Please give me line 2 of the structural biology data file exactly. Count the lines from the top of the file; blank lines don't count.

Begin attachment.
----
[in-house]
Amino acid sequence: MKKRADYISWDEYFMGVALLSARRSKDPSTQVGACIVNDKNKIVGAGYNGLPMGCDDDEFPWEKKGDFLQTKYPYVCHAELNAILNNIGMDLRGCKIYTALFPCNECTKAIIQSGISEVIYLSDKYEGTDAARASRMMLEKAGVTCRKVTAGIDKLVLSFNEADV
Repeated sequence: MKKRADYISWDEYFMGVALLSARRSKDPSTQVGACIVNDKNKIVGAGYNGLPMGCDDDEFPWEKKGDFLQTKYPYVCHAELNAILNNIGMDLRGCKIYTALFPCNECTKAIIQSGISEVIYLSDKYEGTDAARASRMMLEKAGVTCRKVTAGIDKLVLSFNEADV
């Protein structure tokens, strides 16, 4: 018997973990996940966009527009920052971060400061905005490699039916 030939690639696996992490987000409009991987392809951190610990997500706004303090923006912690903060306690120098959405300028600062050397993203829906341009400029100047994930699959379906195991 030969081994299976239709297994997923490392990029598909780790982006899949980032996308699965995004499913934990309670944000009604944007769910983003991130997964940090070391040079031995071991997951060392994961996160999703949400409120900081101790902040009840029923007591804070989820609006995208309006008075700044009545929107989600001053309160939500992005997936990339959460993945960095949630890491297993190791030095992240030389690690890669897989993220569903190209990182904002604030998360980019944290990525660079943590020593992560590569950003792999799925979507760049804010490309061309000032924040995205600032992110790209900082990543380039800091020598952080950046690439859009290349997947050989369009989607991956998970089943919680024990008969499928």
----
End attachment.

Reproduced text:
Amino acid sequence: MKKRADYISWDEYFMGVALLSARRSKDPSTQVGACIVNDKNKIVGAGYNGLPMGCDDDEFPWEKKGDFLQTKYPYVCHAELNAILNNIGMDLRGCKIYTALFPCNECTKAIIQSGISEVIYLSDKYEGTDAARASRMMLEKAGVTCRKVTAGIDKLVLSFNEADV